Valuing a Pension

May 7th, 2012 by Potato

Good news: I got a job offer this week!

The offer was laid out a little differently than I was expecting in that it comes with a defined benefit pension! These days a DB pension is a rare, nearly mythological thing, and it definitely adds value to the offer, possibly even more than a higher up-front salary. Being well, me, I decided to try to use a bit of spreadsheeting to come up with an approximation of how valuable that DB pension is to me. There are doubtless actual actuaries out there who would laugh at my attempts to do this from first principles, but if they do decide to correct my methods, I will welcome the learning opportunity :)

So without getting too far up into my business, let’s use some nice round fabricated numbers and suppose for the sake of argument here that I had a competing job offer with no pension but a $5k higher salary, and wanted to try to value the pension to compare (as much as is possible) the two offers. The DB pension involves taking some percentage of my salary from me to invest in the plan, and that is matched by contributions from my employer. Let’s say that my employer’s contributions would amount to $3.5k/year. That might be one quick way to value the DB: the amount of the bonus contributions from my employer. However, a pension is a little more complicated than that: I can’t actually use that money the way I would want to (whether for investing or spending), yet it’s also less risky than investing on my own in stocks/ETFs/e-series index funds would be.

If I go to the pension calculator provided on the website of the pension fund, I can see that with certain assumptions (namely that I’d continue to work for the same employer until age 60) that the pension would provide a stream of income in retirement, let’s say $26k/year here. A pension is a bit different than having a pool of investable assets in that it provides protection against longevity: no matter how old I manage to live to, the pension will continue to pay without running out. On the other hand, there’s less flexibility and no inheritance to leave behind if I do die early. Let’s be somewhat fair to the pension and assume I’ll live to a nice ripe old age of 89 (a few years longer than the actuarial tables might otherwise suggest).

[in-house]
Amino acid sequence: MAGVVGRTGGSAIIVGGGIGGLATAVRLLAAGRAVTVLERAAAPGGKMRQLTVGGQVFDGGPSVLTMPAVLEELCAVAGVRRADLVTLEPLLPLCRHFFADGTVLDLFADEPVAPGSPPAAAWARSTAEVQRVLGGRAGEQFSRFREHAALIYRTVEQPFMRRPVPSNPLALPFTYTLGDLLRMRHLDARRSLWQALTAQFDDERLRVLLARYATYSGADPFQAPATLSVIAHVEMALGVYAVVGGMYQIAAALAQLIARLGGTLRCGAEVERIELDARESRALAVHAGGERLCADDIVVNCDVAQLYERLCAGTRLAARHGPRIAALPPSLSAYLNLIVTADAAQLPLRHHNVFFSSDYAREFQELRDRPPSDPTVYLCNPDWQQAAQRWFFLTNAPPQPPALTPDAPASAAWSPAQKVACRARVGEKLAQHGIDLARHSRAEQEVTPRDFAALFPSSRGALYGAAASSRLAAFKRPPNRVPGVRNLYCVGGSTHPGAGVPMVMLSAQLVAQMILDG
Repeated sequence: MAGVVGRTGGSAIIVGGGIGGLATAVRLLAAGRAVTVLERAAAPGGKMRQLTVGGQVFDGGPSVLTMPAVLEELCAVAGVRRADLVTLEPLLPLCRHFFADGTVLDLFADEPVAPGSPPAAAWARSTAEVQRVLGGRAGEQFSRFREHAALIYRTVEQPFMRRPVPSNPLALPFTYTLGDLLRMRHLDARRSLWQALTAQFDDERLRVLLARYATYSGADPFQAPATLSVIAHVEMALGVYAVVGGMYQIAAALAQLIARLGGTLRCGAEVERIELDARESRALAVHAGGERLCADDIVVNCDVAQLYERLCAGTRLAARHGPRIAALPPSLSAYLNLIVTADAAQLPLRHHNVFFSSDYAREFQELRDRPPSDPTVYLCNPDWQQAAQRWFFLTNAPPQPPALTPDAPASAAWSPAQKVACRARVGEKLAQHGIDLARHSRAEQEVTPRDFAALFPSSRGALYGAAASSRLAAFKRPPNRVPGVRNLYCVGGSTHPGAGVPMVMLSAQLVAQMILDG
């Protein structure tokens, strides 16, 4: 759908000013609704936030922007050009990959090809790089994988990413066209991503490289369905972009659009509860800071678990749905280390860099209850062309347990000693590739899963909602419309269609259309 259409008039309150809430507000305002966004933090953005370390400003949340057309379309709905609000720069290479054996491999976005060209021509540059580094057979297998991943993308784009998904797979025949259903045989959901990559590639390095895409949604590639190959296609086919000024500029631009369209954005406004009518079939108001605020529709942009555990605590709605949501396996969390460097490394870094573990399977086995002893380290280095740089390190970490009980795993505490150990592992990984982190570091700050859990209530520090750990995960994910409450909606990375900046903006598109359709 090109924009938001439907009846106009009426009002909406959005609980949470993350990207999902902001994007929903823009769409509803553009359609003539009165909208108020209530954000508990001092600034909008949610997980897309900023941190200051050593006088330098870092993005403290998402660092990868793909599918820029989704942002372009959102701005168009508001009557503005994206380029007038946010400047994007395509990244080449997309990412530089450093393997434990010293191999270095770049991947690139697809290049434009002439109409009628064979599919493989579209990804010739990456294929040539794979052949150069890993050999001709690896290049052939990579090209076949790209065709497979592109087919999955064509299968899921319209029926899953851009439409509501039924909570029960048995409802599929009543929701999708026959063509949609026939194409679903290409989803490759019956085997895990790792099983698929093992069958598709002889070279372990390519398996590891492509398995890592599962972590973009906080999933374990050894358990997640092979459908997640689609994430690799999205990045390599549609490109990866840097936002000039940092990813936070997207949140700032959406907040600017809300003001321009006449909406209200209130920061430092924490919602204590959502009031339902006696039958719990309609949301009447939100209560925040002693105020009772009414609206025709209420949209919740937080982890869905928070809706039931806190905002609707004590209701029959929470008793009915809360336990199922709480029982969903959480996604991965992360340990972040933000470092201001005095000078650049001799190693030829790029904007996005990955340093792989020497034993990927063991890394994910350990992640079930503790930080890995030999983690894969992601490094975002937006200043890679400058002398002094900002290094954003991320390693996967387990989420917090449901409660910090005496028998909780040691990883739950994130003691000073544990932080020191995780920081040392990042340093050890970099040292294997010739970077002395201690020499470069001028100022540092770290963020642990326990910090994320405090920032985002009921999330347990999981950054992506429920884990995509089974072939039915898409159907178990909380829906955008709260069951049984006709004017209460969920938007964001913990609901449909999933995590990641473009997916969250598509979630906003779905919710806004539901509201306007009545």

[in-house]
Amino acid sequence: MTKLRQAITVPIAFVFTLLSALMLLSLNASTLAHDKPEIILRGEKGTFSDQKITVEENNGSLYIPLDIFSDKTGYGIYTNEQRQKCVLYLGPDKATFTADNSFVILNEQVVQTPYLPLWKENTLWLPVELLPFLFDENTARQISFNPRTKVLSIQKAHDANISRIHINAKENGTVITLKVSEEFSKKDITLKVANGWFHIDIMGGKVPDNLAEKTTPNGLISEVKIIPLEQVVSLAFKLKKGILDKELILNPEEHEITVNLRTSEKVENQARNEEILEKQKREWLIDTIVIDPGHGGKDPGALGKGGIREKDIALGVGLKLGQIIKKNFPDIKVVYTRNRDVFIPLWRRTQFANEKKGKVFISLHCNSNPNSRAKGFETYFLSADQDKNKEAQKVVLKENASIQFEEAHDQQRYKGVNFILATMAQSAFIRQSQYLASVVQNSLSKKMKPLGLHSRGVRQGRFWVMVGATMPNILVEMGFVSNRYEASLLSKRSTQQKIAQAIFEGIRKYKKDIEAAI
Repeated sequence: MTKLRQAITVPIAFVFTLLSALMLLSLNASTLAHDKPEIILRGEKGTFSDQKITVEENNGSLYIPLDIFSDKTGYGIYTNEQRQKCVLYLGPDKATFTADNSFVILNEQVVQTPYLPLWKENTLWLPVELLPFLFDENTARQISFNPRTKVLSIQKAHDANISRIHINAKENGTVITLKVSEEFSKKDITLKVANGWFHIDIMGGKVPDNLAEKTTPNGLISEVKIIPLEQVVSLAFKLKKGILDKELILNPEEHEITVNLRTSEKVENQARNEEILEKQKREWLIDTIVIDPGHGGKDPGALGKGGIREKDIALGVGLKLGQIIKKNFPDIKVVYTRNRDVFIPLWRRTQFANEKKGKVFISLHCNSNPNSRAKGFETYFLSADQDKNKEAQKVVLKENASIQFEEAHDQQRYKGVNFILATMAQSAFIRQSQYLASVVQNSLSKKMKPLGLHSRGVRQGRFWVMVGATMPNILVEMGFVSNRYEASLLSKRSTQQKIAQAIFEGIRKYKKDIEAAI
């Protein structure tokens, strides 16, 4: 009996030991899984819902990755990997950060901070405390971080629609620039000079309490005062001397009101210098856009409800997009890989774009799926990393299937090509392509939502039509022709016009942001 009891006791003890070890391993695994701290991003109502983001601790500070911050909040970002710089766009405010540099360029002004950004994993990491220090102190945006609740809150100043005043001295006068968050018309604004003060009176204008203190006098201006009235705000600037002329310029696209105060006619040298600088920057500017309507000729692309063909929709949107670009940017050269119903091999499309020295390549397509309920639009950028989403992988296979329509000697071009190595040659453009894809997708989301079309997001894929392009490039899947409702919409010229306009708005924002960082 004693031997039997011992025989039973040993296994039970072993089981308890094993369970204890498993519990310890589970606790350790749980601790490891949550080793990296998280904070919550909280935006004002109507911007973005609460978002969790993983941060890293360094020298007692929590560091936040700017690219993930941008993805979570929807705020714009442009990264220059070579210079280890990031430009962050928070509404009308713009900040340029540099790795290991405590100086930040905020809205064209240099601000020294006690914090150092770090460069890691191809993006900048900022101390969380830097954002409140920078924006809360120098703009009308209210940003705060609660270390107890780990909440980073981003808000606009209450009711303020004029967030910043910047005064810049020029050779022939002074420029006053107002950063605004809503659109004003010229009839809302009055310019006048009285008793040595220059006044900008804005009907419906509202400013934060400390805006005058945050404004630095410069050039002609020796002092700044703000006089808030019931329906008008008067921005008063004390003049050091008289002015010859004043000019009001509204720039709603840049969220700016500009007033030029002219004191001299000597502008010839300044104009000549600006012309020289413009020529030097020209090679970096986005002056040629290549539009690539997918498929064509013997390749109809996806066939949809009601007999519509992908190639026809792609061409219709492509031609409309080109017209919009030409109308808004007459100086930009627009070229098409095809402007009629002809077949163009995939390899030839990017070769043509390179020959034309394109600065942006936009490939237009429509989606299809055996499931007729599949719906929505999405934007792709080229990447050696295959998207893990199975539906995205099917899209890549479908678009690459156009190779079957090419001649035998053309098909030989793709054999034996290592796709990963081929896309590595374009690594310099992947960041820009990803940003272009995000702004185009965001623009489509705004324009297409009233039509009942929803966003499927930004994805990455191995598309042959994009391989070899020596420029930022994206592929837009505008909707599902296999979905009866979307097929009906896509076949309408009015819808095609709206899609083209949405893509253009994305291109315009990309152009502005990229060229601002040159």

What pool of capital would I need to provide that $26k yearly income? Assuming a conservative 2% real return, that would be roughly $594k saved at age 60. To get to that point, I’d have to save a fair bit every year between now and then. Using a slightly higher rate of return during the saving years (3% real) and assuming that the contributions increase at 1% per year (in-line with the raises I used in the pension calculator), that would be a hefty savings of almost $13k per year.

In other words, the DB pension could be worth a lot more than just the employer match being put up every year.

There are a few wrinkles though: the rate of return might be too conservative. I’m not too concerned on that point, since even if I use a more aggressive rate of return (3% in retirement, 5% in the savings years) the value of the DB plan still seems to be greater than the up-front salary of the hypothetical competing offer: I’d have to save $8.6k/yr on my own under those assumptions, which is still $5.1k more than the amount being taken off for the pension. Even if they gave me an additional $5k up front that I saved on my own, I might prefer the pension due to lower market and longevity risks (plus I’d lose out to taxes if I ran out of RRSP contribution room).

The other big wrinkle is that this is all assuming that I stay in the job (and that the pension plan doesn’t get significantly modified) until I turn 60. What seems to be weird about the pension calculation (which may be an artifact of the web calculator but I believe is actually in the payout calculation) is that there’s no time value to contributions: all that seems to matter is years of service. If I work from 33-36, that’s 3 years of service and seems to be worth the same as if I worked from 57-60. Yet clearly money saved while in my thirties should be able to compound and provide more monthly income in retirement than money contributed in my fifties. If I end up moving to a different job in the next few years, then my pension contributions won’t be compounding in the same way as if I had saved some money and invested it in an RRSP. That gets complicated though, since there is the option to cash out the commuted value to a LIRA, and I can’t find any way of estimating that. If I choose to leave the pension alone, then it looks like it’s still about as good as the amount I’m contributing and the employer match growing at 5% (then 2% during the payout years).

Though it’s tough to decide how valuable a DB pension is, it looks like it’s worth at least as much as the employer match, and possibly triple that. The older one is (and the longer one stays on the job), the more valuable the DB pension benefit becomes.

One Response to “Valuing a Pension”

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